What Is Naturopathy?

From INC Newsletter #4 April/May 2008

This is not an easy question to answer nor one that can be answered in two sentences.  It can be approached from numerous perspectives such as how it differs from allopathic medicine (as practiced by an MD), the modalities (or treatments) used, or training & education involved to name just a few.  At the core of naturopathic medicine, though, is an understanding that the body is capable of defending and repairing itself.  Our job as caretaker of our body is to help it along when it needs a boost and reduce the stress on it throughout our daily life.  Most modern medicine focuses on treating the symptoms of an underlying problem.  Worse than not taking care of the actual problem, it masks the problem allowing it to fester.  The following article is one you can use to gain a better understanding of what Rachel and Lee do or can be used to describe your choice in medical treatment to curious friends and family members.  Additional information can be obtained at www.cand.ca or www.naturopathic.org.

Rachel Oppitz, ND

Naturopathic medicine combines traditional therapies with current advances in modern medicine.  It is appropriate for a range of health conditions affecting people of all ages.  Naturopathic Physicians study holistic and nontoxic approaches to therapy with a strong emphasis on disease prevention and optimizing health and wellness.
A licensable naturopath has attended an accredited four-year post-graduate naturopathic medical school.  The curriculum includes two years of basic sciences and two years of clinical sciences; similar to an M.D. (or allopath).  Naturopathic training includes the following diagnostic and treatment modalities:  radiology and other imaging techniques, clinical nutrition, detoxification and therapeutic fasting, botanical medicine, hygiene and public health measures, homeopathy, acupuncture, Chinese medicine, counseling, minor surgery, naturopathic obstetrics, naturopathic physical medicine, hydrotherapy, therapeutic exercise and IV therapy.  The practice of acupuncture and/or Chinese medicine and naturopathic obstetrics requires additional education and licensure.  A naturopathic physician takes rigorous national professional board exams so that he or she may be licensed by a state or jurisdiction as a primary care physician.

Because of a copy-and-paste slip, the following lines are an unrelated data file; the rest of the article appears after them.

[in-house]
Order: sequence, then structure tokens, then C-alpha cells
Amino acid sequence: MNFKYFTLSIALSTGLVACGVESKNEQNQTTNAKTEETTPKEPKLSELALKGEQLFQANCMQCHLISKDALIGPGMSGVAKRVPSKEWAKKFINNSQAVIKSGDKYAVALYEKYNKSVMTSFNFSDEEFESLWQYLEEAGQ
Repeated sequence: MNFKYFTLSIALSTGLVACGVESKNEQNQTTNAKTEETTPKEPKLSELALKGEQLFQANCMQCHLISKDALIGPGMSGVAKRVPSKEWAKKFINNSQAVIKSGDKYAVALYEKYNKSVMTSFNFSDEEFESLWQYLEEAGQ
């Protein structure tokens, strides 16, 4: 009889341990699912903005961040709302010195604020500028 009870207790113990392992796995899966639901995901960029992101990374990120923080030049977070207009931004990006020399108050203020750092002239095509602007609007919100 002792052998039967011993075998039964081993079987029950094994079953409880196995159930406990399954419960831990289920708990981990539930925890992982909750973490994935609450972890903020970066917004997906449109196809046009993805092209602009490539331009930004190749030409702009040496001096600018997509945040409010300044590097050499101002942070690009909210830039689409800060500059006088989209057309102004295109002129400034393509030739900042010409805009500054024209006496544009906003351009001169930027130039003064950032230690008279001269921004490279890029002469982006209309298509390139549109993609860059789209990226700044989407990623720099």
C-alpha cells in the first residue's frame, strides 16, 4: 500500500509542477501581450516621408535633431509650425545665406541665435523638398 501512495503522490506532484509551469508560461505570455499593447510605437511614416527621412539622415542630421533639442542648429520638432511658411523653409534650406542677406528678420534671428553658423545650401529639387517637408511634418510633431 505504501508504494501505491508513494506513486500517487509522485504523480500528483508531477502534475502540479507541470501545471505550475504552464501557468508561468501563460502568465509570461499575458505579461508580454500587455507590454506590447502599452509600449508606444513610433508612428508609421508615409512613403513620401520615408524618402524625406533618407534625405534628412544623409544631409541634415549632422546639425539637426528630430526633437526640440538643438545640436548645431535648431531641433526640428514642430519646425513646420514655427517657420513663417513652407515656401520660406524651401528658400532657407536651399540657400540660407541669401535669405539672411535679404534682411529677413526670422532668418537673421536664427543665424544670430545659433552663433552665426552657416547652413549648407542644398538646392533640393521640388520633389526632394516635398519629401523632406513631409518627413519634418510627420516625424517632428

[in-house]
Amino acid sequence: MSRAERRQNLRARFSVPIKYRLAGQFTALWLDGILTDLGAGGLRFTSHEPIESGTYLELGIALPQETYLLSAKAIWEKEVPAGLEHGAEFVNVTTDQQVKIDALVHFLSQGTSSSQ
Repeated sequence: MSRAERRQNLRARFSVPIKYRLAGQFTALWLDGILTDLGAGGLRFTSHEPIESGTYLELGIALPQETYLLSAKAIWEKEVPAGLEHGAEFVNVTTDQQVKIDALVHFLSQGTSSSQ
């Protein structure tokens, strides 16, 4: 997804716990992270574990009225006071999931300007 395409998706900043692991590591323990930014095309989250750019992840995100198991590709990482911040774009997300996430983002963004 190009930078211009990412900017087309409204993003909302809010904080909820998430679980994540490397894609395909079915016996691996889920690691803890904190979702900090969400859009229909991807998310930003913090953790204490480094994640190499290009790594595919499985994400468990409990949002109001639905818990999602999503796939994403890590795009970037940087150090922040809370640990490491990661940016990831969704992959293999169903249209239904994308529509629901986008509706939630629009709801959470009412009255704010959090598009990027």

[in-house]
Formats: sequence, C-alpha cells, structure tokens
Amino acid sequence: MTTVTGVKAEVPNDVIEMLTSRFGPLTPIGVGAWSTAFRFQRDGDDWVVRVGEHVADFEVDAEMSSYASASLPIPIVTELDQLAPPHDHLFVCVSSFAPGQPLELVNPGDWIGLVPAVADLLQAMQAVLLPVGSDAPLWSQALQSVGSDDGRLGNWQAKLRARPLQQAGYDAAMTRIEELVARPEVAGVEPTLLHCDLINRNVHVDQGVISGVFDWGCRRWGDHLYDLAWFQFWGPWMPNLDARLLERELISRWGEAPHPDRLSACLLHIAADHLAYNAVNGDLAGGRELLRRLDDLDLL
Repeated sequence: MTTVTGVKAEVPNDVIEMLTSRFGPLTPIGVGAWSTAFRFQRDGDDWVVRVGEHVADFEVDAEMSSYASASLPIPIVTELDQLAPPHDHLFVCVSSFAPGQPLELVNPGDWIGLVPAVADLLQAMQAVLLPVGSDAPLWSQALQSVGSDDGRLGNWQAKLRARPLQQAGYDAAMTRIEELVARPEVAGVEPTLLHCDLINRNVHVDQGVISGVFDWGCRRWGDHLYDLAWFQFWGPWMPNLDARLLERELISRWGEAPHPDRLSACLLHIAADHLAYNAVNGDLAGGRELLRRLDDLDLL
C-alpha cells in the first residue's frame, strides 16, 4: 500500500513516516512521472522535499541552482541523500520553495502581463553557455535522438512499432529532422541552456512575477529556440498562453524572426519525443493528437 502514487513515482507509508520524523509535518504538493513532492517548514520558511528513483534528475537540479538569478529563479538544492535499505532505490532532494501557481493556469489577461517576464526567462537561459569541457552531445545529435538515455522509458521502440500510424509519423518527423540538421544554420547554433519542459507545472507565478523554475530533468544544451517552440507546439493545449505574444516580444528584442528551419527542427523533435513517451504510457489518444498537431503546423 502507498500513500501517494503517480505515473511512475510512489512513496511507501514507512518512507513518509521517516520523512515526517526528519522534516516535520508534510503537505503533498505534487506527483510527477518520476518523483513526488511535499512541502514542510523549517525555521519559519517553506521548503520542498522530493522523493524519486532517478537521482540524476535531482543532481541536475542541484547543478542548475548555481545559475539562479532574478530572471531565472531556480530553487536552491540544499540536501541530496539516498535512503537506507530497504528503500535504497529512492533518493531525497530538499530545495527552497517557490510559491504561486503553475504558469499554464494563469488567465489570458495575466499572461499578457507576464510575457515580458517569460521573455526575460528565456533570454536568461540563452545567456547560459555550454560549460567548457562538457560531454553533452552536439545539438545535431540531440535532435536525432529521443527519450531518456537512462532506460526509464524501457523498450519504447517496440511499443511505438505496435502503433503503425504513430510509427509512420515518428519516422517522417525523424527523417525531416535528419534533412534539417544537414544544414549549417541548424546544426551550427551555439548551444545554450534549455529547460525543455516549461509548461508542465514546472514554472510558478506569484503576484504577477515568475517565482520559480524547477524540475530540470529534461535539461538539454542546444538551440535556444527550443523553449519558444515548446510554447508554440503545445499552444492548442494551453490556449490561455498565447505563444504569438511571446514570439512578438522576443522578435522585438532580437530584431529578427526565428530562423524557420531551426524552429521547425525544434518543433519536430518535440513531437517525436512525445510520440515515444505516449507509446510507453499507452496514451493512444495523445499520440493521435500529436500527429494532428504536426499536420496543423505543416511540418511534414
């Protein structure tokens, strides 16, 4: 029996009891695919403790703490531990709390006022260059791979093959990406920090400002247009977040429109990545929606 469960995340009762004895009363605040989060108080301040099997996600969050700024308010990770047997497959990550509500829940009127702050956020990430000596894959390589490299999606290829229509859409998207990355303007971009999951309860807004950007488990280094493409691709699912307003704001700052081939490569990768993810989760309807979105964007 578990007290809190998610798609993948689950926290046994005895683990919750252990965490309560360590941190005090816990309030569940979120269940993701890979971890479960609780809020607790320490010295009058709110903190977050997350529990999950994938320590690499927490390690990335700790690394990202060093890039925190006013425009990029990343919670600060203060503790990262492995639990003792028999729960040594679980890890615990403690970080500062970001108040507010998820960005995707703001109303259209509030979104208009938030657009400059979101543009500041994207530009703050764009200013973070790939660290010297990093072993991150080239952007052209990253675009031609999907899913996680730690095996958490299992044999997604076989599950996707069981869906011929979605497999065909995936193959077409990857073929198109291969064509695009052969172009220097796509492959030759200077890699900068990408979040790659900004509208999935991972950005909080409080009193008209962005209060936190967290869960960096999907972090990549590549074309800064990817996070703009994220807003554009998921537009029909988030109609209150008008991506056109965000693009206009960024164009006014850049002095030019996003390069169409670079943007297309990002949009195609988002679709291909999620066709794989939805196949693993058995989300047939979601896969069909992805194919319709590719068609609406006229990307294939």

There are five fully accredited medical schools for naturopathic medicine in North America.  To practice in a licensed state or province and to be a member of the American Association of Naturopathic Medicine (AANP) or Canadian Association of Naturopathic Doctors (CAND), an ND must have graduated from an accredited medical school and passed the board exams.  There are currently 14 states, Puerto Rico and the US Virgin Islands as well as four provinces that license naturopathic physicians.  The major opposition to licensing efforts has been from practitioners that have received their education and degrees from nonaccredited (usually correspondence) programs.  The heart of the issue is a shared use of professional title by practitioners with widely varying qualifications.  Our national association (AANP) has been vigilant in support of licensure that requires a four-year nationally accredited post-graduate medical education and professional board exams.  Minnesota does not currently license naturopaths and anyone with any degree of training may use the title in unlicensed states.  The Minnesota Association of Naturopathic Physicians (MnANP) is actively pursuing legislation for licensure of qualified naturopaths.  The absence of licensure laws in MN limits the naturopathic scope of practice and prevents coverage by health insurance policies. 
Naturopathic medicine is not "alternative" medicine, but truly integrative medicine providing a comprehensive approach to the best of traditional and conventional medicine.  NDs welcome and encourage people to become educated and involved in their healthcare decisions, because knowledgeable patients are more successful in attaining their health goals.
Editors note:  shortly after this article was published, Governor Pawlenty signed the naturopathic registration bill to take affect July, 2009!  It recognizes naturopaths as doctors, itemizes educational requirements, and defines their scope of practice.  It is a huge first-step towards full licensure.